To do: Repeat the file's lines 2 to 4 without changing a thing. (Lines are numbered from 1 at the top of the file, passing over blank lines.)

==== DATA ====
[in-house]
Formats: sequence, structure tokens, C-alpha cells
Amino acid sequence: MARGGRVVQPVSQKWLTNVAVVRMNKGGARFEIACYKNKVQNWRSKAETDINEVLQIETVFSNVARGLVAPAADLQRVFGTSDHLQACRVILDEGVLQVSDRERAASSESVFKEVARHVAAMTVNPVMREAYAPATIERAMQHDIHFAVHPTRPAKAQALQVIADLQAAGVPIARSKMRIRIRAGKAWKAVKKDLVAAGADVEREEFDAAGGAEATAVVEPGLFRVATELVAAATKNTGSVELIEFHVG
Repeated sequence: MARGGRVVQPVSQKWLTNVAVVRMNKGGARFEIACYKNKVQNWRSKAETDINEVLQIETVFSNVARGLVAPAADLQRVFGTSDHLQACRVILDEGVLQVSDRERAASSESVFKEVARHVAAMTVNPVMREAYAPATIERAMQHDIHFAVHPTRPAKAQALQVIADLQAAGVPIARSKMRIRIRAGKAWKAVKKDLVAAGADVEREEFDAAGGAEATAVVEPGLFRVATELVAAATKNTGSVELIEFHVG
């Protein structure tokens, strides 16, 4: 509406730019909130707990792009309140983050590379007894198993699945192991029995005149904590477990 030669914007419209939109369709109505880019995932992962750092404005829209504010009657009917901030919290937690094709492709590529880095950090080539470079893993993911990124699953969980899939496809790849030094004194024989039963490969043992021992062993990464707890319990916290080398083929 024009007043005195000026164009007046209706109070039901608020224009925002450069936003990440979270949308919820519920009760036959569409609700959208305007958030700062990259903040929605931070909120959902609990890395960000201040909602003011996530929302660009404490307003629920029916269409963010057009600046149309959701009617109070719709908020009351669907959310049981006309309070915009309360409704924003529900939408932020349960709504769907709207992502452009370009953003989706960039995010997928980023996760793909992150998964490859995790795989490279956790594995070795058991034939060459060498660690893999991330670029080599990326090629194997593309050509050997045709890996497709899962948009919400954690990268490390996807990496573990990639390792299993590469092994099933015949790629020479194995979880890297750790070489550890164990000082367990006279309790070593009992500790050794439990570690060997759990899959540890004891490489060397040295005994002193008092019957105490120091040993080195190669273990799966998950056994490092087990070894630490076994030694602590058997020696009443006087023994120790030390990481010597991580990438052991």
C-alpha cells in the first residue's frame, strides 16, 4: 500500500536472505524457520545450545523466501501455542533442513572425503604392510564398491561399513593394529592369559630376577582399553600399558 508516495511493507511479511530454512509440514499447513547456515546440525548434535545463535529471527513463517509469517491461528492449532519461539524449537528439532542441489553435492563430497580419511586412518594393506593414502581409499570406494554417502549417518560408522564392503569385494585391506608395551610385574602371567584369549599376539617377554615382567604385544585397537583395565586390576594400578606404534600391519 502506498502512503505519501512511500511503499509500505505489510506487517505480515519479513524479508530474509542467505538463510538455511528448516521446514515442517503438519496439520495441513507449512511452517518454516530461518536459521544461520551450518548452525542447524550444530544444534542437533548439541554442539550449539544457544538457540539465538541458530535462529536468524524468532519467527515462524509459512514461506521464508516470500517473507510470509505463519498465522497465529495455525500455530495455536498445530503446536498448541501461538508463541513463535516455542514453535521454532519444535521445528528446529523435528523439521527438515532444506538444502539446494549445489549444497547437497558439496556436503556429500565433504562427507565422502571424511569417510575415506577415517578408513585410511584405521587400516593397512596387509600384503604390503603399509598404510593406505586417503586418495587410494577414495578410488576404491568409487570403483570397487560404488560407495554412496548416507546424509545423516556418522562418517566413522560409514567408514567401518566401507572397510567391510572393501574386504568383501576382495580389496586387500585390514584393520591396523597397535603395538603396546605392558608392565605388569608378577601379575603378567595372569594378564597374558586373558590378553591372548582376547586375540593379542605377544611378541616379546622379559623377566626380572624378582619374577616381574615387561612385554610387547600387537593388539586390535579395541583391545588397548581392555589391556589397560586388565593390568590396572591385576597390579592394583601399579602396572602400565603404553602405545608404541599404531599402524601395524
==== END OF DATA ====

Formats: sequence, structure tokens, C-alpha cells
Amino acid sequence: MARGGRVVQPVSQKWLTNVAVVRMNKGGARFEIACYKNKVQNWRSKAETDINEVLQIETVFSNVARGLVAPAADLQRVFGTSDHLQACRVILDEGVLQVSDRERAASSESVFKEVARHVAAMTVNPVMREAYAPATIERAMQHDIHFAVHPTRPAKAQALQVIADLQAAGVPIARSKMRIRIRAGKAWKAVKKDLVAAGADVEREEFDAAGGAEATAVVEPGLFRVATELVAAATKNTGSVELIEFHVG
Repeated sequence: MARGGRVVQPVSQKWLTNVAVVRMNKGGARFEIACYKNKVQNWRSKAETDINEVLQIETVFSNVARGLVAPAADLQRVFGTSDHLQACRVILDEGVLQVSDRERAASSESVFKEVARHVAAMTVNPVMREAYAPATIERAMQHDIHFAVHPTRPAKAQALQVIADLQAAGVPIARSKMRIRIRAGKAWKAVKKDLVAAGADVEREEFDAAGGAEATAVVEPGLFRVATELVAAATKNTGSVELIEFHVG